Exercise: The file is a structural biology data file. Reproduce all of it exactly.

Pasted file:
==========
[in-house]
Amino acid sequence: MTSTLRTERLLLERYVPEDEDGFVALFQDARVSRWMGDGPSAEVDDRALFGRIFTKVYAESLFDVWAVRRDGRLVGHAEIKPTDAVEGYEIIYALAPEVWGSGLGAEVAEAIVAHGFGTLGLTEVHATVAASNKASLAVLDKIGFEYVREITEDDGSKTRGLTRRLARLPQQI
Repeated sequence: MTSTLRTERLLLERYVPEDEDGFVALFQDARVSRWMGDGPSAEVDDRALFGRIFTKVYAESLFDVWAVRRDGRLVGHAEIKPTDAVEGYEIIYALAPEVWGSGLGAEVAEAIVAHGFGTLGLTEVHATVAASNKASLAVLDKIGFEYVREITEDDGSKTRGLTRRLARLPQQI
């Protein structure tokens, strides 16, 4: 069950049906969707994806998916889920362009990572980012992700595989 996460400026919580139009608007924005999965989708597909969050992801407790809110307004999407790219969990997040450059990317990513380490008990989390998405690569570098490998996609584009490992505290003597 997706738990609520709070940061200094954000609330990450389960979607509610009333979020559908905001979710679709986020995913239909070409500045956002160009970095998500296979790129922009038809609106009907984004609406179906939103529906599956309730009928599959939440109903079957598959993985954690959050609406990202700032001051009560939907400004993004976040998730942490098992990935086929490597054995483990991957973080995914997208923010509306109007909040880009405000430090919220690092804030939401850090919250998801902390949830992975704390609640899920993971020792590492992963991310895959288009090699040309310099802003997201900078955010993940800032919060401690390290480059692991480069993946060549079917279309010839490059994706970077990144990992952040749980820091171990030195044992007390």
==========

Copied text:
[in-house]
Amino acid sequence: MTSTLRTERLLLERYVPEDEDGFVALFQDARVSRWMGDGPSAEVDDRALFGRIFTKVYAESLFDVWAVRRDGRLVGHAEIKPTDAVEGYEIIYALAPEVWGSGLGAEVAEAIVAHGFGTLGLTEVHATVAASNKASLAVLDKIGFEYVREITEDDGSKTRGLTRRLARLPQQI
Repeated sequence: MTSTLRTERLLLERYVPEDEDGFVALFQDARVSRWMGDGPSAEVDDRALFGRIFTKVYAESLFDVWAVRRDGRLVGHAEIKPTDAVEGYEIIYALAPEVWGSGLGAEVAEAIVAHGFGTLGLTEVHATVAASNKASLAVLDKIGFEYVREITEDDGSKTRGLTRRLARLPQQI
């Protein structure tokens, strides 16, 4: 069950049906969707994806998916889920362009990572980012992700595989 996460400026919580139009608007924005999965989708597909969050992801407790809110307004999407790219969990997040450059990317990513380490008990989390998405690569570098490998996609584009490992505290003597 997706738990609520709070940061200094954000609330990450389960979607509610009333979020559908905001979710679709986020995913239909070409500045956002160009970095998500296979790129922009038809609106009907984004609406179906939103529906599956309730009928599959939440109903079957598959993985954690959050609406990202700032001051009560939907400004993004976040998730942490098992990935086929490597054995483990991957973080995914997208923010509306109007909040880009405000430090919220690092804030939401850090919250998801902390949830992975704390609640899920993971020792590492992963991310895959288009090699040309310099802003997201900078955010993940800032919060401690390290480059692991480069993946060549079917279309010839490059994706970077990144990992952040749980820091171990030195044992007390």